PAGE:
Dr Song Liu to establish medical textile surface engineering lab
On January 21, the Canada Foundation for Innovation (CFI) announced it has awarded $1,332,798 to eight University of Manitoba researchers who are working on a variety of projects, enabling them to improve our knowledge of the world and continue to lead in their field.
“Access to modern, cutting-edge equipment and facilities is imperative in the 21st century,” said Dr. Gilles Patry, President and CEO of the CFI. “For more than a decade, the CFI has provided thousands of world-class researchers with the tools they need to do their work. Without the right infrastructure, they quite simply wouldn't be in Canada.”
The contributions were provided under the Leaders Opportunity Fund, which supports infrastructure at Canadian institutions to attract and retain leading researchers. The University of Manitoba recipients are: Margaret Docker, Mostafa Fayek, Soheila Karimi, Song Liu, Brooke Milne, Afshin Raouf, James Roth and Jane Waterman.
“This funding is vital in supporting our accomplished researchers to achieve their goal of innovation and discovery,” said Dr. Digvir S. Jayas, Vice-President (Research) at the University of Manitoba. “I wish them all success in their journey to breaking new ground.”
Margaret Docker, Faculty of Science, received $127,986 towards a molecular genetics facility that will dramatically increase the capabilities and consistency of molecular genetic analyses.
Mostafa Fayek and Alfredo Camacho, Clayton H. Riddell Faculty of Environment, Earth, and Resources, received $397,105 to establish a noble-gas mass-spectrometry laboratory.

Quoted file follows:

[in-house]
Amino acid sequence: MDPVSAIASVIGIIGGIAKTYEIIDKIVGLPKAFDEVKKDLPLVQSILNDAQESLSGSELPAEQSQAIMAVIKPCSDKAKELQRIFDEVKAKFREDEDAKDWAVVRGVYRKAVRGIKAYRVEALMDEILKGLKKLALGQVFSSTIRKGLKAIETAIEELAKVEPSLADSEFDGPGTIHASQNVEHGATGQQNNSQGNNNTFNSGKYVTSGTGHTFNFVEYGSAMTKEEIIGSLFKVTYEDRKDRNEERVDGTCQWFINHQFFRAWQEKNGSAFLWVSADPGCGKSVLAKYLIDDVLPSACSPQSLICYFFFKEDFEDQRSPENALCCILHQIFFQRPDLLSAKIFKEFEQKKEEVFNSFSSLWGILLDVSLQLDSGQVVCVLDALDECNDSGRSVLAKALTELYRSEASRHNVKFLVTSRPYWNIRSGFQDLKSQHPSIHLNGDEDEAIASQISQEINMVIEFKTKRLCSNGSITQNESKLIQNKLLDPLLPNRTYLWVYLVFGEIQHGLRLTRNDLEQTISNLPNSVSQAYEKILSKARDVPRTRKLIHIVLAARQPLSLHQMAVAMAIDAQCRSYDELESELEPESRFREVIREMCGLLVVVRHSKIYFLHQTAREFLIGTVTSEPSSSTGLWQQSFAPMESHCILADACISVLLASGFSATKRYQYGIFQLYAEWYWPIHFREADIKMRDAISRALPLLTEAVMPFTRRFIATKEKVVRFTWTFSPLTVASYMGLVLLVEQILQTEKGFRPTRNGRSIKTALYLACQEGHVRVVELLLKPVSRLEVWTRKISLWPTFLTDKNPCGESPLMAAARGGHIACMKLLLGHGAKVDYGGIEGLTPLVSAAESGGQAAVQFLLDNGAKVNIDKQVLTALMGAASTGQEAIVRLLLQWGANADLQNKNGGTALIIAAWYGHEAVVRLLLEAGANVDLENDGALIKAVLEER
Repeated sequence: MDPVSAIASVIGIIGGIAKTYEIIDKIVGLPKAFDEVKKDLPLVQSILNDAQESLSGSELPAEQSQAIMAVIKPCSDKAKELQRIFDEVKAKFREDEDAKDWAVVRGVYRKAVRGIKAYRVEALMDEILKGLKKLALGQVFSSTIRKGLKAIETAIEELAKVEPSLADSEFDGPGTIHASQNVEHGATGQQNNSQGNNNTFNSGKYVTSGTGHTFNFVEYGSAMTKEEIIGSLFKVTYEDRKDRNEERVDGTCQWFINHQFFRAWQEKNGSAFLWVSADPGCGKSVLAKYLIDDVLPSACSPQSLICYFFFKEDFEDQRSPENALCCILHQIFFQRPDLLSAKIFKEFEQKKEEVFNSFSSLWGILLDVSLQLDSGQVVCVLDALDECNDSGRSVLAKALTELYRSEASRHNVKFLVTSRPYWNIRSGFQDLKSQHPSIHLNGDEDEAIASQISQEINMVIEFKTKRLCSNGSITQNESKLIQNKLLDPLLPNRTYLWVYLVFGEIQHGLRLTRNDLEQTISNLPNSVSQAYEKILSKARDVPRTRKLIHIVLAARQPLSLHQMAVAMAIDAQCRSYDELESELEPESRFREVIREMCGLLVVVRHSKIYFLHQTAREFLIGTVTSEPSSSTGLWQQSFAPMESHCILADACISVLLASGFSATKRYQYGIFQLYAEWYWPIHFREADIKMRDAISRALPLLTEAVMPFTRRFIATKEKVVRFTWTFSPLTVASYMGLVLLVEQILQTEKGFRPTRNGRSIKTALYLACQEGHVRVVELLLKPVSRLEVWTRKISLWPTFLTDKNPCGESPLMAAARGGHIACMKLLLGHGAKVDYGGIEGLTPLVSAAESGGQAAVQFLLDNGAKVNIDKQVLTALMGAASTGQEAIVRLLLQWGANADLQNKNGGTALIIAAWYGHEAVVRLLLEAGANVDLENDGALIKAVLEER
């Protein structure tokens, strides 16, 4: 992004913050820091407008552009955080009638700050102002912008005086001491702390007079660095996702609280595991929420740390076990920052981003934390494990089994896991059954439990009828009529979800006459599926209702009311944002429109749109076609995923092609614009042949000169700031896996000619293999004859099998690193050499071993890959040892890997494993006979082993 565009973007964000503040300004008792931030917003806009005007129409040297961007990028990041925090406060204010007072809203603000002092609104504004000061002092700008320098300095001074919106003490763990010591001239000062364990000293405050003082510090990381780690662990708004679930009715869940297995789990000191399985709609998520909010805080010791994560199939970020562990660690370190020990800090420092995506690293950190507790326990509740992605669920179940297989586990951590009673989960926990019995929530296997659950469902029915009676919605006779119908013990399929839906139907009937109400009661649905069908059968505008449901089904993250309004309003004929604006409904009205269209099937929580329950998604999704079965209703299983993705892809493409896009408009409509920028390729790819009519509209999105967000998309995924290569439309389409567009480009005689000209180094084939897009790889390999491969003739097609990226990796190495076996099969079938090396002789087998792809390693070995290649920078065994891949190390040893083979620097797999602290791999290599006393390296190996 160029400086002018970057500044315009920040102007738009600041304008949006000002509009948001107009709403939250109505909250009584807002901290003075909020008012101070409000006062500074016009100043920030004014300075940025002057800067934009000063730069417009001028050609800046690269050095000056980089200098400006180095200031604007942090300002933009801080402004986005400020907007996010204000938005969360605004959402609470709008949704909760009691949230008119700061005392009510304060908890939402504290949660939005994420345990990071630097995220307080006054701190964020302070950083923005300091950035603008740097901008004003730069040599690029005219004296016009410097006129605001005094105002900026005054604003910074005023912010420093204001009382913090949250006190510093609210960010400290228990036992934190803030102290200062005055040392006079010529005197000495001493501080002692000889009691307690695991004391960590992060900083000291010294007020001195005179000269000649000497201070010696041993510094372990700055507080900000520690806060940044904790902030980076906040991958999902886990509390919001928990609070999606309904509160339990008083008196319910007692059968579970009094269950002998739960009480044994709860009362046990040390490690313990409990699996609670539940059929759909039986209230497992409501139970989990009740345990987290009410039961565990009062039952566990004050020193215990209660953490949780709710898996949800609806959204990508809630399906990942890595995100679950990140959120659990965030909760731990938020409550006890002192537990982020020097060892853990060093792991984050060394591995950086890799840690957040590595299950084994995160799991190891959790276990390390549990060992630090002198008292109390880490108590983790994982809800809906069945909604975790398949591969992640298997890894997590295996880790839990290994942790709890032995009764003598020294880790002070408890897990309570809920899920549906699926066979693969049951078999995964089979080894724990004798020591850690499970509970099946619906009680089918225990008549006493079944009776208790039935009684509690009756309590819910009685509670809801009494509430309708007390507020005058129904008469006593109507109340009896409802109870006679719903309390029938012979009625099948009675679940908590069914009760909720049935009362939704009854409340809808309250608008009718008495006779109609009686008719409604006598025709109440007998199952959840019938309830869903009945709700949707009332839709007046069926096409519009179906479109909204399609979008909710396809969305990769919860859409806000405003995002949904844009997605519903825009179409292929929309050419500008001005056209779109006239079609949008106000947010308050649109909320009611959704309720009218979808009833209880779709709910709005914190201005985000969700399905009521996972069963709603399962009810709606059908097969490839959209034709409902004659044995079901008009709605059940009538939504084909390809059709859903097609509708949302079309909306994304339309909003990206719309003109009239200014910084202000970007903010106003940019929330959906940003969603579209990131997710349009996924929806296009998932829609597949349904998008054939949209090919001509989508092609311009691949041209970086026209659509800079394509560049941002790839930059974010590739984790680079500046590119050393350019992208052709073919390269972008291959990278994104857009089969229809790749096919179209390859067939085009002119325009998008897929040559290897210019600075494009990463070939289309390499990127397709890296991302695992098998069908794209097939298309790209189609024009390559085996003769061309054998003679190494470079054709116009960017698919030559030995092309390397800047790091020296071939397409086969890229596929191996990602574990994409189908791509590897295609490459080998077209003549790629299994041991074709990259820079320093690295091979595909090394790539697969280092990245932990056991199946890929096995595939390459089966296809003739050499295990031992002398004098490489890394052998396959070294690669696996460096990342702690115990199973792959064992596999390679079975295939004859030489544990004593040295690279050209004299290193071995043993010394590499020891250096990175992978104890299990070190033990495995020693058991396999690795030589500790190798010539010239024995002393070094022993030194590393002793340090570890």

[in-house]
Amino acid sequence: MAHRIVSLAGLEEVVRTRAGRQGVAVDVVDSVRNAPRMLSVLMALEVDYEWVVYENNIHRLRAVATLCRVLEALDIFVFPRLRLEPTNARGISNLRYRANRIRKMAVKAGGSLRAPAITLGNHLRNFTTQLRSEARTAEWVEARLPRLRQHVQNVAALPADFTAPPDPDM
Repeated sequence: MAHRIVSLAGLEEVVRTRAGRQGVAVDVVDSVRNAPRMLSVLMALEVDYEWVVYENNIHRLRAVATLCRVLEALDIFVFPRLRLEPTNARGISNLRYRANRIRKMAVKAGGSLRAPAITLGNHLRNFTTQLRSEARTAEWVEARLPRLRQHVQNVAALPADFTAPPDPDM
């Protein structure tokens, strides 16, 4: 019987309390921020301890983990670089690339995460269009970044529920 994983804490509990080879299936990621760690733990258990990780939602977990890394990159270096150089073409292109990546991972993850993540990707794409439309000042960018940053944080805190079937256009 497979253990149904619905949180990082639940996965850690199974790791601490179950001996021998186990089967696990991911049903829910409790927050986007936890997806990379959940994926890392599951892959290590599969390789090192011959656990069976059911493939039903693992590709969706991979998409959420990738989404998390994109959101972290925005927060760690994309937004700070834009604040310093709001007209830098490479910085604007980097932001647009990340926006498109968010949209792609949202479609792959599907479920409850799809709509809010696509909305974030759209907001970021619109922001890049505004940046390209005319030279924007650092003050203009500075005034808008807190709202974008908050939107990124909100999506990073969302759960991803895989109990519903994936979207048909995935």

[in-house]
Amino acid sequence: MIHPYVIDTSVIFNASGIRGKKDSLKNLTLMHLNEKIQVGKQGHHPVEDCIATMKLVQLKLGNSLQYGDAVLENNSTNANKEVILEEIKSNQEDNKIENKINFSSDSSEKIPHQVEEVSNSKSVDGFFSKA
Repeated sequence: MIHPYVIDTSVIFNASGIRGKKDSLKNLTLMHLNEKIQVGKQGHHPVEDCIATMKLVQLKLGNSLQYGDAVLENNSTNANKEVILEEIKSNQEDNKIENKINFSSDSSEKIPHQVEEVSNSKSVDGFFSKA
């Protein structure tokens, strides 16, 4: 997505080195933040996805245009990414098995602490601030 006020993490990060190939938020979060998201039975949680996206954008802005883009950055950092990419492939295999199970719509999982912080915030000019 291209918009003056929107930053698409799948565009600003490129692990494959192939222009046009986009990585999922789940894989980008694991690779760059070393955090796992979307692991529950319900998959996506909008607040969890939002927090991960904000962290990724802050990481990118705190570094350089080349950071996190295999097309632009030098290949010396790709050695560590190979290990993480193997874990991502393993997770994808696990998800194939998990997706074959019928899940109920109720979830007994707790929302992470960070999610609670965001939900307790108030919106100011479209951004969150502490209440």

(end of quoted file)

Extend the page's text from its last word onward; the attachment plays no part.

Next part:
Soheila Karimi, Faculty of Medicine, received $159,851 for equipment that will enable the integration of a wide range of cutting edge cellular and functional strategies in spinal cord and stem cell research that will complement existing infrastructure at the University and in the Province of Manitoba.
Song Liu, Faculty of Human Ecology, received $145,536 to establish a medical textile surface engineering lab at the University of Manitoba to facilitate the research and development of new generation of textile materials for medical and biomedical applications such as self-disinfecting protective textiles, dual-functional chronic wound care dressings, vascular grafts and ligament prostheses. The use of self-disinfecting textiles can prevent cross infections and will contribute to disease prevention and reduced hospital-acquired infection. The dual-functional wound dressings could be used to deliver the function of active infection control and sustained nutrients delivery, thus facilitating wound healing and decreasing dressing change frequency which means reduced patient pain and costs. This facility will be unique to the University of Manitoba and will significantly benefit the provincial economy by creating new textile opportunities.
Brooke Milne, Faculty of Arts, received $194,877 for geophysical survey and digital microscopy equipment that will assist in the digital preservation of archaeological sites and artifacts in Canada's Arctic and subarctic regions.